Congratulations to my big little sister (five years younger and about five foot taller!) who a few days ago received an unconditional offer from the University of the Highlands and Islands. After receiving her HND in Music at college, she will now be able to continue to BA level. Not only that, but she has opted for distance learning, so I may ask her to contribute a little to this blog once her course is underway.
It is only one example of how students are increasingly searching for an alternative to the traditional progression from school to college or university. Particularly in Scotland, where my sister found it almost impossible to gain a place at Uni, despite her HND. Increased competition is undoubtedly a factor; as universities in England and Wales up their fees, many are looking to Scotland’s Universities for a generally cheaper education and no ‘up-front’ fees. If it weren’t for my sponsorship it would be highly unlikely that I would be able to study for a degree while living in England. Surely this is unfair? If social mobility and equal opportunities are to become a reality, there needs to be more opportunity and more options available for those who want to study.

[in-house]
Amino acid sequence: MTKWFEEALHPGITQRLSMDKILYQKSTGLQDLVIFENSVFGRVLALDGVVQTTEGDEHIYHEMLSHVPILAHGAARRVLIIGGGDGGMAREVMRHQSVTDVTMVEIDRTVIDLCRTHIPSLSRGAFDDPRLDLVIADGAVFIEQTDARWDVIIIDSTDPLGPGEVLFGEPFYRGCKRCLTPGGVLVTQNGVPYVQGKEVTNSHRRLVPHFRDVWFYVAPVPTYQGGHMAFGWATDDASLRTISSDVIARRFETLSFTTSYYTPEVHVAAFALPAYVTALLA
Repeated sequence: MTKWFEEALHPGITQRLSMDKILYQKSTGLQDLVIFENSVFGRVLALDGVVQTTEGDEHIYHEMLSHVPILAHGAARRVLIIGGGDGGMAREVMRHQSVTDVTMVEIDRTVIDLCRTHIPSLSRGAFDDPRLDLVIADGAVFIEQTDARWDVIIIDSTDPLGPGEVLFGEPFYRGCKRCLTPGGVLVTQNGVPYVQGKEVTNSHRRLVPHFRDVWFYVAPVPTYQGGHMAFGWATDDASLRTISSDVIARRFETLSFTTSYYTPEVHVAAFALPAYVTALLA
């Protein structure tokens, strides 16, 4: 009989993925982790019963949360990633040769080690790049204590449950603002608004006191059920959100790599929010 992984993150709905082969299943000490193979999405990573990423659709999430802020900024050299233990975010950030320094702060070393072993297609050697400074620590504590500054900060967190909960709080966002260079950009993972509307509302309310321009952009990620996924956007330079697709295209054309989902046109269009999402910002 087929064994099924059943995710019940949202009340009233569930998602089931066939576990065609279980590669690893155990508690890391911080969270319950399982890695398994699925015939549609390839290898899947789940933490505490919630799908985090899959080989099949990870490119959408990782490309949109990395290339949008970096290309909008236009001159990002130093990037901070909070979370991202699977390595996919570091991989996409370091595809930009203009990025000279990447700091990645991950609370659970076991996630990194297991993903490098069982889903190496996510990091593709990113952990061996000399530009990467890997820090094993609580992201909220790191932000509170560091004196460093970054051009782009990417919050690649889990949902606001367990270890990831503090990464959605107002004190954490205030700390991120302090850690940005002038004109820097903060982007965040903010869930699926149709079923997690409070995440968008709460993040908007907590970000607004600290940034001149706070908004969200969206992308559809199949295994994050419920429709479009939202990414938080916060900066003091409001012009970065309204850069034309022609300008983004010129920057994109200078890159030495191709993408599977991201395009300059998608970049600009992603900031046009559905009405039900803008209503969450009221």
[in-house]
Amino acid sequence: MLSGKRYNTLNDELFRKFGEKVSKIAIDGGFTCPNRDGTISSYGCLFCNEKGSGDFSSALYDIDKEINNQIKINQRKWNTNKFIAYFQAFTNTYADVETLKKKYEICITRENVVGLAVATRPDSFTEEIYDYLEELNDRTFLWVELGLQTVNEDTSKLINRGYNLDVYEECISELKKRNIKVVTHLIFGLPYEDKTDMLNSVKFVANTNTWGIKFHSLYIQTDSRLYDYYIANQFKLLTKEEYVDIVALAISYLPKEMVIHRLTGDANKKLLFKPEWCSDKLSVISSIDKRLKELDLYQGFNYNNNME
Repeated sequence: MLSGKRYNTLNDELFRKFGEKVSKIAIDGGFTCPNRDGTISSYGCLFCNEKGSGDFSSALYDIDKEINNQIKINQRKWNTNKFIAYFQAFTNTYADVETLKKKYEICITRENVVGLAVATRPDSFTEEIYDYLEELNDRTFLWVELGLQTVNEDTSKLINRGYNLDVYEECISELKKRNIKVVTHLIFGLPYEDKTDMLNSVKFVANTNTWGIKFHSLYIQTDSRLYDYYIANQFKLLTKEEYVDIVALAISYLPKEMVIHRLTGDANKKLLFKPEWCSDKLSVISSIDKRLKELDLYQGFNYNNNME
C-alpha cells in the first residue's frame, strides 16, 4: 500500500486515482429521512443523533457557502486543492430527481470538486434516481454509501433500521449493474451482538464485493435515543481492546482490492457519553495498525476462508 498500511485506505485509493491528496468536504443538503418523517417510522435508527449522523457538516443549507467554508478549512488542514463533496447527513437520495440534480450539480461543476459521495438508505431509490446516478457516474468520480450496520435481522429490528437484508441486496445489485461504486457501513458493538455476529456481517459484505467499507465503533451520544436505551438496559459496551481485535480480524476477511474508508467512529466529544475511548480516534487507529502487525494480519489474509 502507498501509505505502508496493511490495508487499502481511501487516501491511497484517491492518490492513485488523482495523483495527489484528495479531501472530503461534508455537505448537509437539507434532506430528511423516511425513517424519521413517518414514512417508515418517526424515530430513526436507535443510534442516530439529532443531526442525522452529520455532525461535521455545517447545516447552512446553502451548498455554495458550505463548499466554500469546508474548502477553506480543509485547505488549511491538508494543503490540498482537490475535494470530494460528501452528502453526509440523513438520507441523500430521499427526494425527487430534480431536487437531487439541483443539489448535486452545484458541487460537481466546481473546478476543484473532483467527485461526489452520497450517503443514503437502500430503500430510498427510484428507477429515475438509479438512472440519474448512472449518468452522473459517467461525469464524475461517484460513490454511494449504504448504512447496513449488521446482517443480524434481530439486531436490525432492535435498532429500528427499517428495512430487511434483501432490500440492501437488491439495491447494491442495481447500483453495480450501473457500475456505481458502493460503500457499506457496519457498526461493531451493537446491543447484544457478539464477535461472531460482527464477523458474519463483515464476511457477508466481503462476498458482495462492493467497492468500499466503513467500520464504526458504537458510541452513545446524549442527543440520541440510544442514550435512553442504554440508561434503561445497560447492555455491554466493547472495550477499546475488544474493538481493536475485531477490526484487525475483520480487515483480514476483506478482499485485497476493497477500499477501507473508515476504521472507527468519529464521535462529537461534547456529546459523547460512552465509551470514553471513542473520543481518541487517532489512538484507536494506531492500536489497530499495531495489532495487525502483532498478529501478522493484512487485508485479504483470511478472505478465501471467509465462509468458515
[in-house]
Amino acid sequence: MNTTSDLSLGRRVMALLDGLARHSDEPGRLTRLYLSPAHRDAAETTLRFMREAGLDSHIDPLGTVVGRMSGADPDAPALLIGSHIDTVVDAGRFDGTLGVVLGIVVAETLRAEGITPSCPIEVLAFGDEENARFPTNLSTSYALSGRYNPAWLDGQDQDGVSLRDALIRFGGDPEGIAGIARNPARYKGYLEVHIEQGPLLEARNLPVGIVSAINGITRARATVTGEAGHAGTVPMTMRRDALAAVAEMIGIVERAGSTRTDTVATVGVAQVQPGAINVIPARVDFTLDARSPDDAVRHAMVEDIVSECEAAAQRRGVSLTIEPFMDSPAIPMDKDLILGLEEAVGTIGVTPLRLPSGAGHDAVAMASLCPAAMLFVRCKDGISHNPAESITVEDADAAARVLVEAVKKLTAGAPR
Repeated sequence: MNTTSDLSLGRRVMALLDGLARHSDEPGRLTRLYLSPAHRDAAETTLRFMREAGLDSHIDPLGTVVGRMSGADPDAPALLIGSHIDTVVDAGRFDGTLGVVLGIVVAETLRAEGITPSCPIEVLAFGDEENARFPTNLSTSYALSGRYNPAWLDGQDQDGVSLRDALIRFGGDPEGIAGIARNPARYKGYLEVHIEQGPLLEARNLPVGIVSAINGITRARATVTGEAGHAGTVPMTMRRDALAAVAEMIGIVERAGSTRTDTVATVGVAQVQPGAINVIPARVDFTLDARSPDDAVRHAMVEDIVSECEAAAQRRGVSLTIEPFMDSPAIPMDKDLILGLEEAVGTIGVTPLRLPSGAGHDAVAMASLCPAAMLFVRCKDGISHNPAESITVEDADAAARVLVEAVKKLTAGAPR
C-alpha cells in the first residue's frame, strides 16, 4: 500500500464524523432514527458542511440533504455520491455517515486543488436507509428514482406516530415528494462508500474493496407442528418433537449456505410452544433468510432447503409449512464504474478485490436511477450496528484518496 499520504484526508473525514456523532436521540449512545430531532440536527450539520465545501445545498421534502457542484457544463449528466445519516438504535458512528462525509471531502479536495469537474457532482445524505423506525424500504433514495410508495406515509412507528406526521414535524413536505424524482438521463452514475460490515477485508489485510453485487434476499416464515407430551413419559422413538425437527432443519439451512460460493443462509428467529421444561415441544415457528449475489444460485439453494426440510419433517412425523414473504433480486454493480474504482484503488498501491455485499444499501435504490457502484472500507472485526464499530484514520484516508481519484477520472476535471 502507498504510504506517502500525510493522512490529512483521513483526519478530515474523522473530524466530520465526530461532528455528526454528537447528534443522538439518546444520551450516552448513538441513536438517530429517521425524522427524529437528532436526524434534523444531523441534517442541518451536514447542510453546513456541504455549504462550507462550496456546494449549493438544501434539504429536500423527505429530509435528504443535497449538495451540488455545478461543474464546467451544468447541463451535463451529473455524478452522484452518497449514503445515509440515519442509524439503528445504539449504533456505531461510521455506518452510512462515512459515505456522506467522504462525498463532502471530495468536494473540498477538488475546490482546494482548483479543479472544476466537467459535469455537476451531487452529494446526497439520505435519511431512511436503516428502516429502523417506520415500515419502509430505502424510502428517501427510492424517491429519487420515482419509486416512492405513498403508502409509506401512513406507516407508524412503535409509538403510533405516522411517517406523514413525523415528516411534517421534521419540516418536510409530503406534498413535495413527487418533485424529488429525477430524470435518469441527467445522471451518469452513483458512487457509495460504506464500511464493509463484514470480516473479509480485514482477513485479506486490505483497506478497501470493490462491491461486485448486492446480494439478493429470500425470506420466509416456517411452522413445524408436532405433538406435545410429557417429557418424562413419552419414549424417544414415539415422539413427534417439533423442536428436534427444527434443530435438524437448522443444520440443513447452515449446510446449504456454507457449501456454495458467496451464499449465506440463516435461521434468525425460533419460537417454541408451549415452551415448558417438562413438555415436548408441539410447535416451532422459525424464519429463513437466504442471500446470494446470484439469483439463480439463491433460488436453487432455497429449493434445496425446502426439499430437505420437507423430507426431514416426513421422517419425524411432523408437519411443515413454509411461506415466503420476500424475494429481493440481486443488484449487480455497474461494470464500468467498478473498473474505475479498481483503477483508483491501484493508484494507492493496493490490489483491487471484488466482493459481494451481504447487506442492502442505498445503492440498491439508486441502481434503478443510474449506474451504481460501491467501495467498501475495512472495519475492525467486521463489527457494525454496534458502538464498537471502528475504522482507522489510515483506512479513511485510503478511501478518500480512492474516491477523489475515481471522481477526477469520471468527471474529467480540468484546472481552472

Distance learning is one of these options and should be expanded upon by institutions and the benefits explained to those who are leaving school. It brings freedom to students who cannot afford to live near campus, those who have family or work commitments and those who do not want to study full time. The Open University is an obvious success story, and with traditionally ‘brick’ Universities such as Leicester and UHI (among many others) also offering more flexible learning, it seems that the trend for distance learning will only continue to flourish.